Intermolecular NOE maps derived for the C-terminal low complexity region of CAPRIN1 using this approach identify strong connectivities throughout the sequence, with significantly higher values centered around aromatic- and arginine-containing regions spanning G624-R626, G638-R640 and R660-Q666 [62]. Connectivities between side-chain aromatic protons and backbone amide protons of glycines, arginines and glutamines are pervasive [62]. Considerably stronger NOEs arise from tyrosine compared to phenylalanine sidechains, consistent with greater significance of tyrosines versus phenylalanines in phase separation [71]. For certain residues, whose methyl resonances are sufficiently well-resolved in the 13C dimension, site-specific information can be gathered for both the origination and destination of magnetization, e.g., between Hδ2 of L621 in one chain and the amide proton of V708 in a neighbouring CAPRIN1 [62]. These findings highlight the underappreciated role of backbone interactions in phase separation which may be stabilized through amide hydrogen bonding and/or π interactions [62]. Collectively, such intermolecular contact maps can be envisioned as adjacent CAPRIN1 chains weakly associating at interaction hotspots, which further break and reconfigure into different poses that bring various segments of the chains in close proximity (Figure 1C). In support of the importance of these interaction hotspots, Ala-Ser-Ala mutations introduced at hotspot sites and O-GlcNAc modification of S644 and S649 significantly decrease CAPRIN1 phase separation [62].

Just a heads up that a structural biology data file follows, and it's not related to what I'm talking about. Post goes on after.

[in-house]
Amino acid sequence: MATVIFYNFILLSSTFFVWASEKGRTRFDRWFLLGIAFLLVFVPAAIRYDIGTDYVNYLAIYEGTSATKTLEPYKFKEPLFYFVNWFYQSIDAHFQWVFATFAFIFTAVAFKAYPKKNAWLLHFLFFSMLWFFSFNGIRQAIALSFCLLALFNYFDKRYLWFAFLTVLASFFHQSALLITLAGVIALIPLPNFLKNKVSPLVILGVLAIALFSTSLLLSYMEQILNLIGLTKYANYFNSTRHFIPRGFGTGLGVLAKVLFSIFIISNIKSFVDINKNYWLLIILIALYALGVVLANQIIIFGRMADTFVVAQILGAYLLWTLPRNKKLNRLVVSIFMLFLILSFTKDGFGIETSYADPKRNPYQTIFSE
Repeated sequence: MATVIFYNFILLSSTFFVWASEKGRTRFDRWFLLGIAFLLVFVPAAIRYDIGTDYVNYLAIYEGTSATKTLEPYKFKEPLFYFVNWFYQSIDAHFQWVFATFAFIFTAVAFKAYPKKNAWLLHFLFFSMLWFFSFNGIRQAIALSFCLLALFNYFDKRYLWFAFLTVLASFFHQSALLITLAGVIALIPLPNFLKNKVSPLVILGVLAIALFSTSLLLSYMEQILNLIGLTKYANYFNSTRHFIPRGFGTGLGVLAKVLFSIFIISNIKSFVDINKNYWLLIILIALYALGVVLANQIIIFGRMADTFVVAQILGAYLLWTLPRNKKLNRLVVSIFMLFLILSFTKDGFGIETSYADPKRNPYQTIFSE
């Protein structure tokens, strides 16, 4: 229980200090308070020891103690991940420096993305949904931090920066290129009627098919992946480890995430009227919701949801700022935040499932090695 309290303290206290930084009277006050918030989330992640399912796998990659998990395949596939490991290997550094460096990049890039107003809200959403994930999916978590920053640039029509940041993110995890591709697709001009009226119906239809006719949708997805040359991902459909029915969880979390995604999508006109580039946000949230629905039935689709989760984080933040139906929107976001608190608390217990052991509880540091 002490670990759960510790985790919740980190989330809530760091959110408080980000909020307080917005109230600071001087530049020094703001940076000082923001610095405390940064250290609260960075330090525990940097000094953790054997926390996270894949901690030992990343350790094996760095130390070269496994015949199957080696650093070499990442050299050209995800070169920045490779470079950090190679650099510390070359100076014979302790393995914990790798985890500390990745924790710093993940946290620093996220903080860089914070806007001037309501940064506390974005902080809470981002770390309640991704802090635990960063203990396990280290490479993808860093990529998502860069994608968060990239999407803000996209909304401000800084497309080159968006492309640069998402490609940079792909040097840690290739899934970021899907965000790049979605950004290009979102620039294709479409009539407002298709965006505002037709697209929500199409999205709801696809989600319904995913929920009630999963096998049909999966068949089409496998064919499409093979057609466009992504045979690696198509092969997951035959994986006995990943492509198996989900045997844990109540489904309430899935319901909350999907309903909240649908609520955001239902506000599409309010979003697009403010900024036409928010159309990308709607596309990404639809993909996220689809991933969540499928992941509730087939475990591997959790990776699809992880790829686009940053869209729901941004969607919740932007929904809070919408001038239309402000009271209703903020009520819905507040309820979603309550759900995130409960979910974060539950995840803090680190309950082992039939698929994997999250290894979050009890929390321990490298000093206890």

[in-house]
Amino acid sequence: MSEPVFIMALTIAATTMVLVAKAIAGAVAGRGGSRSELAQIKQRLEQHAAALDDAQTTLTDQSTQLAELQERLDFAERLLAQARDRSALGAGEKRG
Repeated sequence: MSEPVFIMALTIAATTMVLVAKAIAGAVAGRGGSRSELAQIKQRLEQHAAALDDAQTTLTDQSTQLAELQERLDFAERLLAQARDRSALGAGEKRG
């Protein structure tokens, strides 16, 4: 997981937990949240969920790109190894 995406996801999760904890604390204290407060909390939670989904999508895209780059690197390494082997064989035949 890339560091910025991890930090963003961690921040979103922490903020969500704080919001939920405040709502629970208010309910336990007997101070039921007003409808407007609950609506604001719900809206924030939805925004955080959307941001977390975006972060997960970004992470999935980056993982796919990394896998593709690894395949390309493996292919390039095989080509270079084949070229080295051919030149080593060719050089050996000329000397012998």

Post-translational modifications alter protein chain biophysics and phase separation propensity